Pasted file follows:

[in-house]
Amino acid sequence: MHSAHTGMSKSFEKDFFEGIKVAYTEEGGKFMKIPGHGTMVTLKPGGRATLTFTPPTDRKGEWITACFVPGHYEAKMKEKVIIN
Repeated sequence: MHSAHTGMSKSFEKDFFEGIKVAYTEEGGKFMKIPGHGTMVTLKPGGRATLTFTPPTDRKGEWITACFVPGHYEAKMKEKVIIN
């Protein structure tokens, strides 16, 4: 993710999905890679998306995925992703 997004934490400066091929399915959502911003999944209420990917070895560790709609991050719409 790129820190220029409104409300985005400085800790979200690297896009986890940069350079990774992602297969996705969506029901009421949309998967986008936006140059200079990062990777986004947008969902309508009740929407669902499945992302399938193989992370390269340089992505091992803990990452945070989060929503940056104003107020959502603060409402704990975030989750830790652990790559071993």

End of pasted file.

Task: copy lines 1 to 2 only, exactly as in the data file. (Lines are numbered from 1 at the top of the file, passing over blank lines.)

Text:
[in-house]
Amino acid sequence: MHSAHTGMSKSFEKDFFEGIKVAYTEEGGKFMKIPGHGTMVTLKPGGRATLTFTPPTDRKGEWITACFVPGHYEAKMKEKVIIN